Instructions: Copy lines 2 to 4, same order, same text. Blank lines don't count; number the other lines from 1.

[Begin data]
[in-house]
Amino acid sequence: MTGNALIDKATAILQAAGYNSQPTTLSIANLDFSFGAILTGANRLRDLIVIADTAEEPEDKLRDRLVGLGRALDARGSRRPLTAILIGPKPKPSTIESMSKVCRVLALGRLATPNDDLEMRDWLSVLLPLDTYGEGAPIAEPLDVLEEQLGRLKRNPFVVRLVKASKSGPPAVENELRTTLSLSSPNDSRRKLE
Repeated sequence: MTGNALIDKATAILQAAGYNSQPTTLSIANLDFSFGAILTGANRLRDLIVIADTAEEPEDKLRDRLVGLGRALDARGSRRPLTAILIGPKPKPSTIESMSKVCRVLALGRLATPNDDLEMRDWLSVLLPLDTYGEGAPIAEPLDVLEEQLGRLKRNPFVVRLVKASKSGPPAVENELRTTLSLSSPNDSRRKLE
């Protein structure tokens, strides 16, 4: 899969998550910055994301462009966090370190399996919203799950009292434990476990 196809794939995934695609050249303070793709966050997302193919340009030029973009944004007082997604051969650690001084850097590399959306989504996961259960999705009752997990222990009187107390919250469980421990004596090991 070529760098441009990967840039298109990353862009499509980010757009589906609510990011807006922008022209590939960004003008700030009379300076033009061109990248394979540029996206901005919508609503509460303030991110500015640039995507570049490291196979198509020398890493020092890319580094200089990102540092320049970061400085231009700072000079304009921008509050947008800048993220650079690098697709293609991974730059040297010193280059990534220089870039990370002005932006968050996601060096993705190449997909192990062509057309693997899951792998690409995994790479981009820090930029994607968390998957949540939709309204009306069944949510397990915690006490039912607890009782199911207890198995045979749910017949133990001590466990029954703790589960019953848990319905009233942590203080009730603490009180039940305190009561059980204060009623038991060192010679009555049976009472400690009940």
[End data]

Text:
Amino acid sequence: MTGNALIDKATAILQAAGYNSQPTTLSIANLDFSFGAILTGANRLRDLIVIADTAEEPEDKLRDRLVGLGRALDARGSRRPLTAILIGPKPKPSTIESMSKVCRVLALGRLATPNDDLEMRDWLSVLLPLDTYGEGAPIAEPLDVLEEQLGRLKRNPFVVRLVKASKSGPPAVENELRTTLSLSSPNDSRRKLE
Repeated sequence: MTGNALIDKATAILQAAGYNSQPTTLSIANLDFSFGAILTGANRLRDLIVIADTAEEPEDKLRDRLVGLGRALDARGSRRPLTAILIGPKPKPSTIESMSKVCRVLALGRLATPNDDLEMRDWLSVLLPLDTYGEGAPIAEPLDVLEEQLGRLKRNPFVVRLVKASKSGPPAVENELRTTLSLSSPNDSRRKLE
């Protein structure tokens, strides 16, 4: 899969998550910055994301462009966090370190399996919203799950009292434990476990 196809794939995934695609050249303070793709966050997302193919340009030029973009944004007082997604051969650690001084850097590399959306989504996961259960999705009752997990222990009187107390919250469980421990004596090991 070529760098441009990967840039298109990353862009499509980010757009589906609510990011807006922008022209590939960004003008700030009379300076033009061109990248394979540029996206901005919508609503509460303030991110500015640039995507570049490291196979198509020398890493020092890319580094200089990102540092320049970061400085231009700072000079304009921008509050947008800048993220650079690098697709293609991974730059040297010193280059990534220089870039990370002005932006968050996601060096993705190449997909192990062509057309693997899951792998690409995994790479981009820090930029994607968390998957949540939709309204009306069944949510397990915690006490039912607890009782199911207890198995045979749910017949133990001590466990029954703790589960019953848990319905009233942590203080009730603490009180039940305190009561059980204060009623038991060192010679009555049976009472400690009940």